|Degree Level||Bachelor's degree|
|Degree Field(s)||Journalism or mass communications|
|Experience||Volunteer, internship, or part-time a plus|
|Key Skills||At ease in front of a camera; good verbal skills and a clear, pleasant speaking voice; nice appearance, good grooming, and hygiene practices; willingness to work irregular and late hours|
|Job Outlook (2012-2022)||2% decline|
|Mean Annual Salary (2015)||$89,240 (for broadcast news analysts)|
Sources: U.S. Bureau of Labor Statistics
TV anchors, also known as newscasters, news analysts or news anchors, are the on-air people that deliver news stories to the broadcasting station's audience. These professionals are usually required to have a bachelor's degree. Internships or work experience are frequently needed for employment. TV anchors often work their way up the reporting ranks to land the job after working as a reporter, news writer or correspondent.
Job Description for a TV Anchor
TV anchors work out of a studio and may also travel to do on-site or live reports. Working hours for TV anchors may vary depending on news or feature story coverage; they may have to work uncommon or erratic hours due to breaking news and late-night or 24-hour news broadcasts. Working holidays may also be required and conditions may be stressful as they race to meet deadlines.
TV anchors are at ease with being in front of a camera and have good verbal skills. They have a clear, pleasant speaking voice and nice appearance. Good grooming and hygiene practices are essential. Makeup is often applied to both men and women to neutralize the studio's lighting.
Job Duties for a TV Anchor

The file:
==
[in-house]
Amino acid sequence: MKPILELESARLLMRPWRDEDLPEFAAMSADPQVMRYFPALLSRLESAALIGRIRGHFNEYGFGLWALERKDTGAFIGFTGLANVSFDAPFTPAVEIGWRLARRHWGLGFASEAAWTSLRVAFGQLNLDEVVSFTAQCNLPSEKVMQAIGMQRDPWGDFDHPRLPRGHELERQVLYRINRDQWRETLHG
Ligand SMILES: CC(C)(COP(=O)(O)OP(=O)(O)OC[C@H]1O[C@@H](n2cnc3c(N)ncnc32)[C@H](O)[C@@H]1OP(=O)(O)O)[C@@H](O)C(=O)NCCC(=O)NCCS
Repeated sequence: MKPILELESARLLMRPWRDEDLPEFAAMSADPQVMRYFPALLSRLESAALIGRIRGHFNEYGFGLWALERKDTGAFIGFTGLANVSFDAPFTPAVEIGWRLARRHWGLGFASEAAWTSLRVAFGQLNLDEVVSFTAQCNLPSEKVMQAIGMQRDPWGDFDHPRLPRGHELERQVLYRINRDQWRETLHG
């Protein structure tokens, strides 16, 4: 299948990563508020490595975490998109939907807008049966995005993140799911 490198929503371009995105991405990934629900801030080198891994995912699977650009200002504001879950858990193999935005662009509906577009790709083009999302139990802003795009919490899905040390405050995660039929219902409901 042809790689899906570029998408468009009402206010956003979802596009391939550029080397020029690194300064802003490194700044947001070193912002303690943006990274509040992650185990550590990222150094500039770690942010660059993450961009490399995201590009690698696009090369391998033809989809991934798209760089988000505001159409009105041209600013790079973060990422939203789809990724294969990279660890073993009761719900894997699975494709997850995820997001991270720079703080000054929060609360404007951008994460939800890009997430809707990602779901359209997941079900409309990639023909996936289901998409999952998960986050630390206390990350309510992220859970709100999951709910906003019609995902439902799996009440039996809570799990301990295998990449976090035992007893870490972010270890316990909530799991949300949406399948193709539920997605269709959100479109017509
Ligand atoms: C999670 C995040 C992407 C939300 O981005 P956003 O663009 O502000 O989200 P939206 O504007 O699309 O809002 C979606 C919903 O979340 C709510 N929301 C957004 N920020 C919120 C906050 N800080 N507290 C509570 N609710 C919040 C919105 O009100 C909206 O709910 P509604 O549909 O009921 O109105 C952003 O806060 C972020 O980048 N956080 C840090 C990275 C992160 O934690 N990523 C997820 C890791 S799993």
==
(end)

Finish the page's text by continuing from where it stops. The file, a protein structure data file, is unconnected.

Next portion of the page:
TV anchors deliver newscasts throughout the day, but they are not just spokespeople. Anchors gather information and write news stories of their own, in addition to reading the stories written by other news reporters. TV anchors are sometimes responsible for editing and rewriting news stories to ensure they are accurate and fit within the time and space allotments.
Prior to presenting a story, TV anchors may research current events happening in the local community and state, national, and international regions. They then determine which stories are the most newsworthy and interesting, and organize them so that the most pertinent pieces are presented first. Additionally, these professionals may introduce news correspondents that are reporting on the scene and ask them relevant questions that the public may want to know. TV anchors may also engage in commentary about various community issues and conduct interviews of key figures.
Salary and Job Outlook
According to the U.S. Bureau of Labor Statistics (BLS), the annual mean salary of broadcast news analysts in the TV and radio industry was $89,240 in May 2015 (www.bls.gov). The BLS also reported that employment for these professionals was expected to decline by about 2% between 2012 and 2022.
Requirements for a TV Anchor
Most employers tend to prefer TV anchors with a background in journalism or mass communications. Coursework for bachelor's degrees in broadcast journalism include reporting, news writing and editing, broadcast reporting and writing, television news production, and media ethics. A mass communications major takes courses like journalism, multimedia communications, electronic media, broadcasting, and media ethics.
Practical experience while attaining a college degree is also beneficial for broadcasting students. Students can work at their college's broadcasting station, part-time jobs, or internships to learn and apply basic skills, and gain work experience in the industry. College graduates generally work their way up the ladder before finding a seat at the news desk. Many TV anchors first prove themselves as competent reporters, writers, or correspondents first before advancing.